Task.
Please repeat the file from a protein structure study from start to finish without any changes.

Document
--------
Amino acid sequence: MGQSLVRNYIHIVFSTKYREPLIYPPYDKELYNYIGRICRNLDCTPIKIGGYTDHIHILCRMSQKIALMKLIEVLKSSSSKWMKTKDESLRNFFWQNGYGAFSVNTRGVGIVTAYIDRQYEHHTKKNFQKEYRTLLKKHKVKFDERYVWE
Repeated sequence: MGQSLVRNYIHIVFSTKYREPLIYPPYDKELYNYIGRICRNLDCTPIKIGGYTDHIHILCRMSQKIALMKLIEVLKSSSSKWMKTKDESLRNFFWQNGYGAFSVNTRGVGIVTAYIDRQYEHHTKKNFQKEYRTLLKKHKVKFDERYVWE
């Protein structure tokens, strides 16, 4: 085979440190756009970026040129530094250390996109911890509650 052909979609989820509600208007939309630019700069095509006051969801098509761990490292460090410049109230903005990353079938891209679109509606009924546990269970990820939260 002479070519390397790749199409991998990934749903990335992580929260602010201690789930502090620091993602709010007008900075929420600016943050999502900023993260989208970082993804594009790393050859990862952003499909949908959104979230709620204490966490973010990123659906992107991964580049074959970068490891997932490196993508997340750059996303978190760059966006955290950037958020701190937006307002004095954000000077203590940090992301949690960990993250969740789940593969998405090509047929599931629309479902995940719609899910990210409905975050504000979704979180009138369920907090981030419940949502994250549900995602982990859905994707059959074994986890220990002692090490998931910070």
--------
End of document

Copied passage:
Amino acid sequence: MGQSLVRNYIHIVFSTKYREPLIYPPYDKELYNYIGRICRNLDCTPIKIGGYTDHIHILCRMSQKIALMKLIEVLKSSSSKWMKTKDESLRNFFWQNGYGAFSVNTRGVGIVTAYIDRQYEHHTKKNFQKEYRTLLKKHKVKFDERYVWE
Repeated sequence: MGQSLVRNYIHIVFSTKYREPLIYPPYDKELYNYIGRICRNLDCTPIKIGGYTDHIHILCRMSQKIALMKLIEVLKSSSSKWMKTKDESLRNFFWQNGYGAFSVNTRGVGIVTAYIDRQYEHHTKKNFQKEYRTLLKKHKVKFDERYVWE
């Protein structure tokens, strides 16, 4: 085979440190756009970026040129530094250390996109911890509650 052909979609989820509600208007939309630019700069095509006051969801098509761990490292460090410049109230903005990353079938891209679109509606009924546990269970990820939260 002479070519390397790749199409991998990934749903990335992580929260602010201690789930502090620091993602709010007008900075929420600016943050999502900023993260989208970082993804594009790393050859990862952003499909949908959104979230709620204490966490973010990123659906992107991964580049074959970068490891997932490196993508997340750059996303978190760059966006955290950037958020701190937006307002004095954000000077203590940090992301949690960990993250969740789940593969998405090509047929599931629309479902995940719609899910990210409905975050504000979704979180009138369920907090981030419940949502994250549900995602982990859905994707059959074994986890220990002692090490998931910070």